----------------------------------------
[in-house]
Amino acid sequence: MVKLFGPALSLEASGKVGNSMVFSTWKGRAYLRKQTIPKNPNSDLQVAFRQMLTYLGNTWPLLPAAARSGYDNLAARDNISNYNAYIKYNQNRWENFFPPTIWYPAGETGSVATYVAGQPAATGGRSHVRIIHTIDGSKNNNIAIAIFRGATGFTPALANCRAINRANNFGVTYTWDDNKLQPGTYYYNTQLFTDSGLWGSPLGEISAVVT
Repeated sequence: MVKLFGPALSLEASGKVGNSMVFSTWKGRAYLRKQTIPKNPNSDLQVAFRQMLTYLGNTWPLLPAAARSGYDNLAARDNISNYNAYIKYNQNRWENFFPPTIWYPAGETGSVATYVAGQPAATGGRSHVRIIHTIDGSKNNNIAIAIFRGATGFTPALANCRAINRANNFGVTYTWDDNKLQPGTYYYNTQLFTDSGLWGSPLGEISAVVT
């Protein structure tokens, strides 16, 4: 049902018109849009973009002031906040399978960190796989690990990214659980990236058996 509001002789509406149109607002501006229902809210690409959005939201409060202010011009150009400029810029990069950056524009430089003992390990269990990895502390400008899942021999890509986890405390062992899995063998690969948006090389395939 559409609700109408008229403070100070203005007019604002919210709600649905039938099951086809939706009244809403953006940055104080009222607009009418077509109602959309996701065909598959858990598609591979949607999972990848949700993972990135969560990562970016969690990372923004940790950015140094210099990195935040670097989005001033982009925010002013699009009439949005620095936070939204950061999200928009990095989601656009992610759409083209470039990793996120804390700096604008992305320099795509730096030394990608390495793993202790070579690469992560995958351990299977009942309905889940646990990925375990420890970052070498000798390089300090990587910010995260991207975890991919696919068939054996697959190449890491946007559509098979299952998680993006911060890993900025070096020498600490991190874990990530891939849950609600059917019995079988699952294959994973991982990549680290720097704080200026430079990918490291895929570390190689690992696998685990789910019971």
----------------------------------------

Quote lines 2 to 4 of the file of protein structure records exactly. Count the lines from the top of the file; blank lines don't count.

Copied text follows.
Amino acid sequence: MVKLFGPALSLEASGKVGNSMVFSTWKGRAYLRKQTIPKNPNSDLQVAFRQMLTYLGNTWPLLPAAARSGYDNLAARDNISNYNAYIKYNQNRWENFFPPTIWYPAGETGSVATYVAGQPAATGGRSHVRIIHTIDGSKNNNIAIAIFRGATGFTPALANCRAINRANNFGVTYTWDDNKLQPGTYYYNTQLFTDSGLWGSPLGEISAVVT
Repeated sequence: MVKLFGPALSLEASGKVGNSMVFSTWKGRAYLRKQTIPKNPNSDLQVAFRQMLTYLGNTWPLLPAAARSGYDNLAARDNISNYNAYIKYNQNRWENFFPPTIWYPAGETGSVATYVAGQPAATGGRSHVRIIHTIDGSKNNNIAIAIFRGATGFTPALANCRAINRANNFGVTYTWDDNKLQPGTYYYNTQLFTDSGLWGSPLGEISAVVT
């Protein structure tokens, strides 16, 4: 049902018109849009973009002031906040399978960190796989690990990214659980990236058996 509001002789509406149109607002501006229902809210690409959005939201409060202010011009150009400029810029990069950056524009430089003992390990269990990895502390400008899942021999890509986890405390062992899995063998690969948006090389395939 559409609700109408008229403070100070203005007019604002919210709600649905039938099951086809939706009244809403953006940055104080009222607009009418077509109602959309996701065909598959858990598609591979949607999972990848949700993972990135969560990562970016969690990372923004940790950015140094210099990195935040670097989005001033982009925010002013699009009439949005620095936070939204950061999200928009990095989601656009992610759409083209470039990793996120804390700096604008992305320099795509730096030394990608390495793993202790070579690469992560995958351990299977009942309905889940646990990925375990420890970052070498000798390089300090990587910010995260991207975890991919696919068939054996697959190449890491946007559509098979299952998680993006911060890993900025070096020498600490991190874990990530891939849950609600059917019995079988699952294959994973991982990549680290720097704080200026430079990918490291895929570390190689690992696998685990789910019971």